Both London Met and Sheffield Hallam told THE that they gave staff extensive notice regarding teaching hours, with the former saying it gave at least a month’s warning, while the latter said working hours were agreed for “at least a full semester if not the full year”.

London Met chose not to comment on the proportion of staff on zero-hours contracts, but a spokesman says the university “employs a number of hourly paid lecturers on variable contracts”.

“We find that many academics appreciate the flexibility offered by these arrangements, which [are compatible] with childcare or other employment commitments,” he adds.

Sheffield Hallam added that zero-hours staff had the same rights to leave, sick pay and pensions as permanent staff.

What about the issue of pay? Paine believes that experienced staff on zero-hours contracts at London higher education institutions are earning far less than their permanent colleagues.

“I’ve been told about one hourly paid academic who taught a full workload, but they ended up earning about £22,000 a year when someone doing the same work with the same experience was on a senior lecturer’s salary of £55,000,” she says.

Some might assume that lecturers working lengthy hours, year after year, gain certain statutory employment rights, such as enhanced sickness pay, as guaranteed by European law. But such regulations, which mean that staff who work on a fixed-term contract for four or more years gain a fractional, long-term deal, do not apply to zero-hours staff owing to the variation in hours, Paine says. “It’s actually quite hard to get eight weeks of continuous work and that is what is needed to be included in the fractional contract rules. And, of course, you cannot get promoted as there is no pay spine – there is no such title as ‘senior hourly paid lecturer’.”

The last-minute allocation of work makes planning extremely difficult. Paine argues that this can affect the quality of teaching. “Last week I was given two modules to teach and I’ll do my best to teach them, but I would rather be given time to prepare them properly,” she explains. “Hourly paid staff have the same commitment and aspirations to do a good job for our students, but it’s much more difficult to deliver the teaching, and I think it’s really detrimental to our students.”

Similar frustrations were voiced by a lecturer on a zero-hours contract at the University of Sussex, who asked to not be named.

She says that teaching assignments are often allocated just a couple of weeks before teaching starts and sometimes as late as a few days before term begins.

“I was, in theory, able to decline the extra hours, but I need the money and am conscious of the fact that ‘flexibility’ will be taken into consideration when teaching allocations are made in the future,” she says, adding that “clearly, these conditions are exploitative and rely on workers’ desperation”.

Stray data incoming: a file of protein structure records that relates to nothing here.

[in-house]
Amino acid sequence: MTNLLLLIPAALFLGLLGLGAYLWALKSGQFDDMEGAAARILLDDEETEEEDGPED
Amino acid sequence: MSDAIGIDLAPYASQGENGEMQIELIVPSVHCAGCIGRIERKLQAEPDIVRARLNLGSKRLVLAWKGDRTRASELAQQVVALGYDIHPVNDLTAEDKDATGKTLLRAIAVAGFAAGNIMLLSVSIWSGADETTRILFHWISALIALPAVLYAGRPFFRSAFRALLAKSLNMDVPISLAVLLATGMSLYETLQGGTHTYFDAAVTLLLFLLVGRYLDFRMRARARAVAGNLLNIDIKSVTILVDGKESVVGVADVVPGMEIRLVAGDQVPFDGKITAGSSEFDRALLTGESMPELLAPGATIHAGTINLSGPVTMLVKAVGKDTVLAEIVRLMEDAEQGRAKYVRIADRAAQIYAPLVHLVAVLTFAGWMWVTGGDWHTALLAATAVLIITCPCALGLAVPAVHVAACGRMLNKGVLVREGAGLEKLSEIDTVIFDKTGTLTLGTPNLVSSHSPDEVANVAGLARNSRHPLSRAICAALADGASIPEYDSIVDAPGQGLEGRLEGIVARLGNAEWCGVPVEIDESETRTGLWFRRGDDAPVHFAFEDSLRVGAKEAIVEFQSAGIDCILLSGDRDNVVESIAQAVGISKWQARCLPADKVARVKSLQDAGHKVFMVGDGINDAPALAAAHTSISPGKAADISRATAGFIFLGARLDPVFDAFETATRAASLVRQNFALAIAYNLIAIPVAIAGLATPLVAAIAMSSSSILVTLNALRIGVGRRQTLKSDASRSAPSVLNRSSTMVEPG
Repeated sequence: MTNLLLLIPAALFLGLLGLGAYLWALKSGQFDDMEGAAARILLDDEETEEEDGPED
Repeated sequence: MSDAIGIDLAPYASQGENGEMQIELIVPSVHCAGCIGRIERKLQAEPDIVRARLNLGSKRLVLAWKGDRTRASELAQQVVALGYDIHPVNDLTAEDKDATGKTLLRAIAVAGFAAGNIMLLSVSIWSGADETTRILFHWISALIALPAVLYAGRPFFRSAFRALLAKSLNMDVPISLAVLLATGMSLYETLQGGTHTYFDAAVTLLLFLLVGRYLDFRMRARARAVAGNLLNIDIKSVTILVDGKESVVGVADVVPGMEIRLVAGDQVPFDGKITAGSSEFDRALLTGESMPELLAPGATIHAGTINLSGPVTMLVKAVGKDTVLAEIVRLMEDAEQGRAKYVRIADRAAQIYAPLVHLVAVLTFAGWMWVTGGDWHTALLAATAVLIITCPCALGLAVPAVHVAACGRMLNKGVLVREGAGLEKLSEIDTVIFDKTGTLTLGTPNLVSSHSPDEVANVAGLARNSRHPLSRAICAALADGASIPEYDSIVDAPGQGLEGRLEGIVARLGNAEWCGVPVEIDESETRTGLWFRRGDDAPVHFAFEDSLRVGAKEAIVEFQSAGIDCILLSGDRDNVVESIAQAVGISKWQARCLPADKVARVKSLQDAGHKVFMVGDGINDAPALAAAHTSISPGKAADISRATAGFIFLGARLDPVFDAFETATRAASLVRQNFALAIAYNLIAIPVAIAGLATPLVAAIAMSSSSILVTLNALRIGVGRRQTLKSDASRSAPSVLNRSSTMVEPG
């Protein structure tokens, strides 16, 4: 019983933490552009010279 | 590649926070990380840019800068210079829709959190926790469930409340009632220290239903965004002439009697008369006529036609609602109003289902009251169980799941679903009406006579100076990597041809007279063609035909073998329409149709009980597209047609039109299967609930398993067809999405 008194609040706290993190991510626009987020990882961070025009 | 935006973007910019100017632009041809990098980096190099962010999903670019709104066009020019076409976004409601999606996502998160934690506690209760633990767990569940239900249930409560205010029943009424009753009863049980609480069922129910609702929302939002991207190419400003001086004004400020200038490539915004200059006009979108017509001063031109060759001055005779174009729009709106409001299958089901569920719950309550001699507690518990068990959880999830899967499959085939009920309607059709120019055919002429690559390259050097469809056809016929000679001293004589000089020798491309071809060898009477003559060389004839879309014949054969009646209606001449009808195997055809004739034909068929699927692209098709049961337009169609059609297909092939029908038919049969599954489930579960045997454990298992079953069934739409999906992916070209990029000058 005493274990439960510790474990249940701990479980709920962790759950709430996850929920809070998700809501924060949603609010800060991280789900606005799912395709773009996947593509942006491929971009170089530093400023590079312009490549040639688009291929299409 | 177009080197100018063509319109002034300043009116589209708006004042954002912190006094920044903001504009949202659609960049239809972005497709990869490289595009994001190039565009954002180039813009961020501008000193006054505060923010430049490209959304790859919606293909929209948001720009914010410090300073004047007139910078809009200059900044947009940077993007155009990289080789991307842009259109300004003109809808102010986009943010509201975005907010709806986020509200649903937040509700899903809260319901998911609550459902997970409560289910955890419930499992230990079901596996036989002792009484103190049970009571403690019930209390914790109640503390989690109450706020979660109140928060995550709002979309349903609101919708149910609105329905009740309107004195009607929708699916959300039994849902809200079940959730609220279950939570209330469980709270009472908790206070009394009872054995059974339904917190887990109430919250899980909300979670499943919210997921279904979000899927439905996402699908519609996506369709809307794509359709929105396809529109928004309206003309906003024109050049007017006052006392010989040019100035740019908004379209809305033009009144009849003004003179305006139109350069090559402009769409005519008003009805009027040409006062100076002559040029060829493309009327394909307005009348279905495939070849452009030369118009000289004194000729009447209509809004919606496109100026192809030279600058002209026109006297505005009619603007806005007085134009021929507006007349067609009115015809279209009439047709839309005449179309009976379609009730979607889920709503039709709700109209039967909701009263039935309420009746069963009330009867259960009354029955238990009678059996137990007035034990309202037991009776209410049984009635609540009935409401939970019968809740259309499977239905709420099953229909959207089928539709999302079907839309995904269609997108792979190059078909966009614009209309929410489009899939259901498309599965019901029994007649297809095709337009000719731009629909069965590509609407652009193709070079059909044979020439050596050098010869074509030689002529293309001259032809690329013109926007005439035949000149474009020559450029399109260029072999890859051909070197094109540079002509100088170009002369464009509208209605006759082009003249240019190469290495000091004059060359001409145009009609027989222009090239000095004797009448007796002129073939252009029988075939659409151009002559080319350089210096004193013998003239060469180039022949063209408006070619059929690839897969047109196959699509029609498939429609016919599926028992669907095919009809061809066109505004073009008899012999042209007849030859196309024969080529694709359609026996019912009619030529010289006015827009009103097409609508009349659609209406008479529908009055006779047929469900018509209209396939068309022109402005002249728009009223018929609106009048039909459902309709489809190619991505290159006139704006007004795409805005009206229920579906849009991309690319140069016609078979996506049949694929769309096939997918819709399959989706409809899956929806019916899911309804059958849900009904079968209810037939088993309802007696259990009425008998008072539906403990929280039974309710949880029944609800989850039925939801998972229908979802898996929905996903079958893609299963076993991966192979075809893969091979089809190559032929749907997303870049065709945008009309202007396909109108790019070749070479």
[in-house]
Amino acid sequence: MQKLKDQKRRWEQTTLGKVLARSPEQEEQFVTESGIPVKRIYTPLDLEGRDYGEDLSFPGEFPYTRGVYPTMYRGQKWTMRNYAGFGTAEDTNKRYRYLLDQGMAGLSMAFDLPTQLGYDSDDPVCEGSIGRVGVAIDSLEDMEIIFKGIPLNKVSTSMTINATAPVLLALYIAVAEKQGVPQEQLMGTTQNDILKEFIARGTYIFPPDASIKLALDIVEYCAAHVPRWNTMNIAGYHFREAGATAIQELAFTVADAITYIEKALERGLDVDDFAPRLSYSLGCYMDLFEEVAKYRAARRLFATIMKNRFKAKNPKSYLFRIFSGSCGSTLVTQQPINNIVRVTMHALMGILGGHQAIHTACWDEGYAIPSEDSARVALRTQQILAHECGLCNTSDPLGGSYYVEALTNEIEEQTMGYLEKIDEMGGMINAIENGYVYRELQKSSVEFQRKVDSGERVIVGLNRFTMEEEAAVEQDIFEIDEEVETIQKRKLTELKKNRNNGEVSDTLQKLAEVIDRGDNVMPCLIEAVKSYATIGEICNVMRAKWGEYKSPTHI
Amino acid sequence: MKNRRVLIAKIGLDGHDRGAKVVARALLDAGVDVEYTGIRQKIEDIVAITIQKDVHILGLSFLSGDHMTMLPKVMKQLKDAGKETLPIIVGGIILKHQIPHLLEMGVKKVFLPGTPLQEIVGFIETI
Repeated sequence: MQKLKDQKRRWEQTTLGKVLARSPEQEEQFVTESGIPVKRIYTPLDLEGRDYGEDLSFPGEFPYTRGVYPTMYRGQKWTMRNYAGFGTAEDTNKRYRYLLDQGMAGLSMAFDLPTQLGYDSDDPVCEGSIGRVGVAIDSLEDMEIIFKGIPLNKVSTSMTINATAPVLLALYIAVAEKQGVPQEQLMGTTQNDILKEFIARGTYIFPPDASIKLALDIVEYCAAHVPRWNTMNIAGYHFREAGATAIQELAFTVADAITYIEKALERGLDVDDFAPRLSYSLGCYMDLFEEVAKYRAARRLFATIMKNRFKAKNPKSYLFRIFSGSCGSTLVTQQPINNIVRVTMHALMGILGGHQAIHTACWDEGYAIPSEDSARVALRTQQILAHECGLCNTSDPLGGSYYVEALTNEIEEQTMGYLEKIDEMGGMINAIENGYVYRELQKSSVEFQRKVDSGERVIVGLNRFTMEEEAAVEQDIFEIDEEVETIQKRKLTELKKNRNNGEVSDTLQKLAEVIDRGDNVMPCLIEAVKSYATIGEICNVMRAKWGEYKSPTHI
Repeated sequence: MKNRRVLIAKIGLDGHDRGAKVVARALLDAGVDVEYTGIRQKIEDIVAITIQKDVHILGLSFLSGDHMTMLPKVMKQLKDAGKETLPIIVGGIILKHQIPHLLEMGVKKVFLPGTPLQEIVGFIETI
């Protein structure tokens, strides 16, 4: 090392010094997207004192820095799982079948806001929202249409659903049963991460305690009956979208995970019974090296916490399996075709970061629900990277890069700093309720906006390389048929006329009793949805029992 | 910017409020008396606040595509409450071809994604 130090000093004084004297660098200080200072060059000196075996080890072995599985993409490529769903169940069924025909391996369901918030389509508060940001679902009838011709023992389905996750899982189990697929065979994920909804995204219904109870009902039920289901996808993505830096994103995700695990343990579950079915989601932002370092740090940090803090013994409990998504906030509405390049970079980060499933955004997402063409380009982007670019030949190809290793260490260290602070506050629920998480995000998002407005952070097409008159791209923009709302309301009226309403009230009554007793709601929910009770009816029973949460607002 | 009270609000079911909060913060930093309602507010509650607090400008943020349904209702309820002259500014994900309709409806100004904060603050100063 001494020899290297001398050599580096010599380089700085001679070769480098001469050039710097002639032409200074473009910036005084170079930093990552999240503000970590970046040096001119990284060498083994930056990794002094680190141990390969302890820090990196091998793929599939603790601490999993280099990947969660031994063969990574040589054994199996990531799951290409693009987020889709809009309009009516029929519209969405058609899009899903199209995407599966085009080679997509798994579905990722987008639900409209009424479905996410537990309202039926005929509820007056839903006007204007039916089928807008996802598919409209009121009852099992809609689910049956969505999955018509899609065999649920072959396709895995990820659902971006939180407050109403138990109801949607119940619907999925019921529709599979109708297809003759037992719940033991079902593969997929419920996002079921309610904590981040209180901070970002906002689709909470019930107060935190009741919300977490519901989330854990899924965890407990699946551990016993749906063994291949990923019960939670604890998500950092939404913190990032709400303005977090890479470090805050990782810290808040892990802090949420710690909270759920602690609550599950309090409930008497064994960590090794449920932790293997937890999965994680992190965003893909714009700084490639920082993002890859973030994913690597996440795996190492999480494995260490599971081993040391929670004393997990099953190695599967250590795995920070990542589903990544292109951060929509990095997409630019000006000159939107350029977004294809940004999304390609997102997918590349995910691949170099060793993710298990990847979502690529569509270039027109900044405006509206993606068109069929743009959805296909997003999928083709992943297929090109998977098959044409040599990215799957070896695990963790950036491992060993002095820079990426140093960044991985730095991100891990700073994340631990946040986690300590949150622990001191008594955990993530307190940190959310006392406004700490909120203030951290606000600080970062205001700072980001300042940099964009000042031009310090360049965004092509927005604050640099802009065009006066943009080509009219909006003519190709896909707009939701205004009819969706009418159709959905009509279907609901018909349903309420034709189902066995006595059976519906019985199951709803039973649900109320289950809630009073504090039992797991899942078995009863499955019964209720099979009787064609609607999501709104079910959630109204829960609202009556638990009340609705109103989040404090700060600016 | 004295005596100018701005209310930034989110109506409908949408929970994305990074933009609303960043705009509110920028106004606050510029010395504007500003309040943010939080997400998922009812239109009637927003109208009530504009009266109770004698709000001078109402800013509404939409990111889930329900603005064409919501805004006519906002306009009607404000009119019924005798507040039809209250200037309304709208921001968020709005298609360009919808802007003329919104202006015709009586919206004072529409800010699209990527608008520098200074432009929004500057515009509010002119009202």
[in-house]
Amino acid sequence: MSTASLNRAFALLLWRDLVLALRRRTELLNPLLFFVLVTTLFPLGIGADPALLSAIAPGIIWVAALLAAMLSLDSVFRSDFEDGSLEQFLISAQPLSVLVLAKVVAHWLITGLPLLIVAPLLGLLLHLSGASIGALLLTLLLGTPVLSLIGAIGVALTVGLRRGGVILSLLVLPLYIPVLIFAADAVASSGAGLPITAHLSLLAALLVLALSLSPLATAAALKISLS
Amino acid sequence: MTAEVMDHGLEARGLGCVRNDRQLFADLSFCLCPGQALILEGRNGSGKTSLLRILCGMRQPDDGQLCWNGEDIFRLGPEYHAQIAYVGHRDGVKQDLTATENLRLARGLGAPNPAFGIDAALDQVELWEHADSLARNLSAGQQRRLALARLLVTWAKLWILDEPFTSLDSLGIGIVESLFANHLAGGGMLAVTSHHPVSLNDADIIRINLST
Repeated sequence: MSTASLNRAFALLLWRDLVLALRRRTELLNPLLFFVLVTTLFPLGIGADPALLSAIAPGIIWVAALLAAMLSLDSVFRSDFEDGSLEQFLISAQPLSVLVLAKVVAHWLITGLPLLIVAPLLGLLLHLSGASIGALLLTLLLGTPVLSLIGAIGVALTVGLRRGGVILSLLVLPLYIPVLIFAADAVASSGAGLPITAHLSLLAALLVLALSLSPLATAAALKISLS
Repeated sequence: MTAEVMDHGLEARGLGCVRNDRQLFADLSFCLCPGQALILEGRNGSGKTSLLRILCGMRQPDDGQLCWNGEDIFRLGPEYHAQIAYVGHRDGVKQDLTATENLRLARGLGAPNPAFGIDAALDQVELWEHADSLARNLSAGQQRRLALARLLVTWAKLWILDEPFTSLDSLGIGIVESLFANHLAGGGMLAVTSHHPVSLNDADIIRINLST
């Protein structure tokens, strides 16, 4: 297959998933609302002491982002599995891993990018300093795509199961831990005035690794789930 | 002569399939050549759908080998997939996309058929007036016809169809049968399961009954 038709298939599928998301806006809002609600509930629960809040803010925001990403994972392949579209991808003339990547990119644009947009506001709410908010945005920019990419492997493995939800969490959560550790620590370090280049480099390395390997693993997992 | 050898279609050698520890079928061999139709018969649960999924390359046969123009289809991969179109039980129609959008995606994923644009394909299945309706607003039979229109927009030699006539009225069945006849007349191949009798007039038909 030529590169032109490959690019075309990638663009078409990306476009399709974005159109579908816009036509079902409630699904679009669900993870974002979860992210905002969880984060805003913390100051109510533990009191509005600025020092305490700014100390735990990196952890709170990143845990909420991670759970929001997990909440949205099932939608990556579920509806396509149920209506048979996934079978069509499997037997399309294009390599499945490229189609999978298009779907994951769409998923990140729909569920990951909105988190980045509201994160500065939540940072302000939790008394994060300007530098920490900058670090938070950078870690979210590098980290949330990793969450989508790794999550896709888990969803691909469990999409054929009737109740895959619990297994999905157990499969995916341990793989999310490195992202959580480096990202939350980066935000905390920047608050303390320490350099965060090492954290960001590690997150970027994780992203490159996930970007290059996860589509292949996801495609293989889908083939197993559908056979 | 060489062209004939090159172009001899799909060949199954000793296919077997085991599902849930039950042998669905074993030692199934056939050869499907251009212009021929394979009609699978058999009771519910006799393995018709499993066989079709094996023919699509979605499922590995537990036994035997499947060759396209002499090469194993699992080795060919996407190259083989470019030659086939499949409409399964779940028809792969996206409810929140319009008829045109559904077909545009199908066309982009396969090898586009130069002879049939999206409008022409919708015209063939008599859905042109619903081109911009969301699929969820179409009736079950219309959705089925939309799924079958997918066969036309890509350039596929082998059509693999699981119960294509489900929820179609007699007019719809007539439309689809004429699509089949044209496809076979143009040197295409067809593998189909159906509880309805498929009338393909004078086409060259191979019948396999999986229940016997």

The Sussex lecturer says that her department is extremely reliant on hourly paid staff, with all the seminar groups for some modules taken by casually employed tutors.

People balancing on clock scales (illustration)

Without a guaranteed income, workers on zero-hours contracts are unable to make financial or employment plans on a year-to-year, or even month-to-month, basis

“My university often claims that casual staff are employed to accommodate fluctuations in student recruitment and demand for modules, but the amount of undergraduate teaching doesn’t vary that much from year to year,” she asserts.

“In reality, my department needs more full-time teaching staff, but the university is clearly loath to employ staff on contracts that entitle them to proper salaries and benefits when they can employ a large workforce of willing and qualified expendable labour.”

A spokeswoman for Sussex says that only a “small proportion” of teaching on campus is delivered by staff on zero-hours contacts.

“The university has over 2,000 staff and teaching delivered by PhD students or other associate tutors is equivalent to just over 100 full-time [staff] a year,” she says.

Associate tutors “are properly graded roles and rates of pay are equivalent to £23,000 to £30,000 a year, depending on experience” and such staff “know well in advance, [either] at the start of each term or each academic year the teaching times and duties that they will be undertaking”, she adds.

The arrangements also allow research students access to income and teaching experience, while contracts providing holiday, sick leave and other on-campus benefits were agreed with unions in 2006, she adds.

But the Sussex lecturer says the rise of the zero-hours contract has created “two-tier” staffing. “This divide is largely along generational lines, with many younger scholars stuck on the lower tier.

“My employer and senior colleagues are often guilty of treating me and other zero-hours staff like professionals with expertise when it suits them and as expendable labour when it does not.”

It is not only younger staff, though, who find themselves on perilous temporary contracts that pay them per class taught.